PUC Turns Outage Scheduling Issues over to ERCOT
Texas regulators last week praised ERCOT for its response to stakeholder criticism over how it handled an early March cold-weather event that prompted it to ask generators to reschedule planned outages.
Market participants publicly aired their concerns with ERCOT during a Technical Advisory Committee meeting March 27, arguing that the grid operator did not give the market a chance to work and that it had not adequately shared its insight into the market. (See ERCOT Generators Upset over Early March Weather Event.)
Since then, ERCOT has begun assembling a task force that will consider improvements to communications and procedures during anticipated emergency conditions; increasing the market visibility of ERCOT forecasts; reviewing how planned outages are delayed or withdrawn; and whether to develop cost-recovery mechanisms for outages postponed or canceled because of reliability reasons.
That was enough for the Texas Public Utility Commission to wave off a presentation by ERCOT Senior Director of System Operations Dan Woodfin during its open meeting Thursday. Woodfin had planned to deliver the same presentation he gave during two hours of discussion before the TAC.
“I’m happy to see you have a process now and you’re working on it,” Commissioner Arthur D’Andrea told Woodfin. “That’s promising to restore some confidence in the market and make some changes.”
“I would like the market participants to work this out at ERCOT, like we typically do,” PUC Chair DeAnn Walker said. “ERCOT acknowledges they can do things better. I’ve told everyone I’m not interested in going back and punishing anyone for anything that happened. I don’t want anyone dwelling on putting more arrows in Dan, because he got more than he deserved at TAC.”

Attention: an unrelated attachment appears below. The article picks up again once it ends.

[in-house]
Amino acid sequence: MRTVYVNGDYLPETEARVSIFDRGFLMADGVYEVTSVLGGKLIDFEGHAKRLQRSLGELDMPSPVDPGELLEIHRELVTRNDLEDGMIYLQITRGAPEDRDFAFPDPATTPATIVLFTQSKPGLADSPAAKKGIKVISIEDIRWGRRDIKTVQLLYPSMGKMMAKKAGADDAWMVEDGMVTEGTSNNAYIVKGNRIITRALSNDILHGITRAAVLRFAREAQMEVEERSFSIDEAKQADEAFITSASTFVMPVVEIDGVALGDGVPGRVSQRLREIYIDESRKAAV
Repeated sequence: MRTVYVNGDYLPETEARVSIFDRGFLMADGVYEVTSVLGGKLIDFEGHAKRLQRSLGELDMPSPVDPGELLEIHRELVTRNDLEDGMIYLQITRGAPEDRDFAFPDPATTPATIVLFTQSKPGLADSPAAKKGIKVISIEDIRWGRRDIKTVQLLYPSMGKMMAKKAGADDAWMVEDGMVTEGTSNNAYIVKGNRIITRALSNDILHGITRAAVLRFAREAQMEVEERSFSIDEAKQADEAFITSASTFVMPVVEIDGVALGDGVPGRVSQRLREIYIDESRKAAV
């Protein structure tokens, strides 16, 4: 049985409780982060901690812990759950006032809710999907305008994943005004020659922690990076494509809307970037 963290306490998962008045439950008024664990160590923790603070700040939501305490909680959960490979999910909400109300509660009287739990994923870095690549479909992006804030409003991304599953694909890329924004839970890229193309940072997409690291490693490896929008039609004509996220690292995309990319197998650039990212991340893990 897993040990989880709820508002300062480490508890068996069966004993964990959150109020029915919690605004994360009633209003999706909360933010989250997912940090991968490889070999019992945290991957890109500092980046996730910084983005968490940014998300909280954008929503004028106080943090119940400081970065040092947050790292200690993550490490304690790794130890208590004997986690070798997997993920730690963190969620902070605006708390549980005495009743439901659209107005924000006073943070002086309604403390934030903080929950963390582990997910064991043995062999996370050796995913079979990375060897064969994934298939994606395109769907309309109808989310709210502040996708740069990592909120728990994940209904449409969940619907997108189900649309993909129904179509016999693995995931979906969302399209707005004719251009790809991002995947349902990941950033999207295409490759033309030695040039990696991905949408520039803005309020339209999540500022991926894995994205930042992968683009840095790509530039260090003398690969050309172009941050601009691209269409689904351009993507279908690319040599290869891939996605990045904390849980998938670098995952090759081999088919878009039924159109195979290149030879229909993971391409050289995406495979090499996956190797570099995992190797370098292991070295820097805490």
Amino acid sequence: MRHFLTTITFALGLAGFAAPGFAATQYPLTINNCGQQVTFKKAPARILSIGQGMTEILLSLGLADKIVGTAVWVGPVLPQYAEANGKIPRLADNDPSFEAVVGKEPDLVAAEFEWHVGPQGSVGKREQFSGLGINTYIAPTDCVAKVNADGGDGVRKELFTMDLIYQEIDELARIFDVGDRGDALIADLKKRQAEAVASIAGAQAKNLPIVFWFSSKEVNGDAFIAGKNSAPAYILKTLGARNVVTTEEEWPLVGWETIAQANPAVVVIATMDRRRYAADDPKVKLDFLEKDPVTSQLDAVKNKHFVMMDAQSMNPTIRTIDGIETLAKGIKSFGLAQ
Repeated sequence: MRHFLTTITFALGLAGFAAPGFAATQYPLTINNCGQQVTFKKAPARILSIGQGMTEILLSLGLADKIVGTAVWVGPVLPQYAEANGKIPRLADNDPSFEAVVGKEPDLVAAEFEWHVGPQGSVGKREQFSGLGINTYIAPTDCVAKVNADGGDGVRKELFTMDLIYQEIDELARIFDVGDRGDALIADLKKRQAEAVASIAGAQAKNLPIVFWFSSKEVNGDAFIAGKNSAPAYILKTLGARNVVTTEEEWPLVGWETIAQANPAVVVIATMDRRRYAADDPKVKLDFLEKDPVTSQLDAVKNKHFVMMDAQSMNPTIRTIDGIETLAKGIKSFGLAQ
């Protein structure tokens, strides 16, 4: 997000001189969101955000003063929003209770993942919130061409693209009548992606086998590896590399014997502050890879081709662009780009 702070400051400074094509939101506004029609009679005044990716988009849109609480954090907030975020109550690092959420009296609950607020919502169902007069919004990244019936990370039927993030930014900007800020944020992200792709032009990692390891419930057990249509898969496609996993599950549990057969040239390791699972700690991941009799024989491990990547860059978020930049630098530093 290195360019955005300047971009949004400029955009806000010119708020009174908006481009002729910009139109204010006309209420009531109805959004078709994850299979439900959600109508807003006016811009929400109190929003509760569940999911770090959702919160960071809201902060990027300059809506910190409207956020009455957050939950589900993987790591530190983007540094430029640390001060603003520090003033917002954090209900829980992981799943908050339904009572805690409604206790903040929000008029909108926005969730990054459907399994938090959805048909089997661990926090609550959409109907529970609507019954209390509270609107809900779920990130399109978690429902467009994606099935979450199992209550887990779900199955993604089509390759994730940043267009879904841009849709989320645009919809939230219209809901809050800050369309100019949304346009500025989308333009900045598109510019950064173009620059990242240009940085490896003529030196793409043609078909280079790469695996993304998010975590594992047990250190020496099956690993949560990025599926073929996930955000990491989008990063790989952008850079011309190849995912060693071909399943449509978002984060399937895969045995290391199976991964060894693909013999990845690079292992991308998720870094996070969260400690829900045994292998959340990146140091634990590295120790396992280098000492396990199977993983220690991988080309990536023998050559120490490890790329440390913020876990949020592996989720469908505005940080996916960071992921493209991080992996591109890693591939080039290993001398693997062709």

The PUC opened a proceeding on ERCOT’s outage scheduling processes (Project 49378) and was moved to action after South Texas Electric Cooperative filed a complaint. STEC said it received an instruction to reschedule an outage at its 400-MW, lignite-fueled San Miguel plant less than 12 hours before maintenance work was to begin.
“ERCOT exercised what amounts to a free capacity call option … at great risk to both those generators and the market that have to perform maintenance or risk being subject to forced outages during the period of the lowest reserve margins the ERCOT market has ever seen,” STEC said.
Oncor ARR Reduced by $218M
The commission consented to Oncor’s request to reduce its annual revenue requirement by $218.8 million as a result of the Tax Cuts and Jobs Act of 2017 (Docket 48325).
The PUC directed Oncor to apply a 3.25% carrying charge to the amount of federal income tax expense it collects above the amount it would have collected since Jan. 1, 2018.
The PUC held a prehearing conference Monday to accept exhibits for its April 10-12 hearing on proposed transactions involving Sempra Energy, its Oncor subsidiary, Sharyland Utilities, and Sharyland Distribution & Transmission Services (Docket 48929).
The companies in October announced deals worth $1.37 billion, with Sempra buying a 50% stake in Sharyland D&T and Oncor acquiring transmission owner InfraREIT. (See Sempra, Oncor Deals Target Texas Transmission.)
AEP Texas, Oncor Propose Asset Swap
AEP Texas and Oncor have filed an application with the PUC requesting transfer to AEP Texas of Oncor’s distribution assets and associated certificate of convenience and necessity rights in the Rio Grande Valley cities of McAllen and Mission (Docket 49402).
Under the proposal, AEP Texas would acquire Oncor’s distribution assets, valued at about $18 million, and about 54,000 retail distribution customers. Oncor acquired the customers during an asset swap with Sharyland Utilities in 2017. (See Texas PUC OKs Settlement in Oncor-Sharyland Asset Swap.)
— Tom Kleckner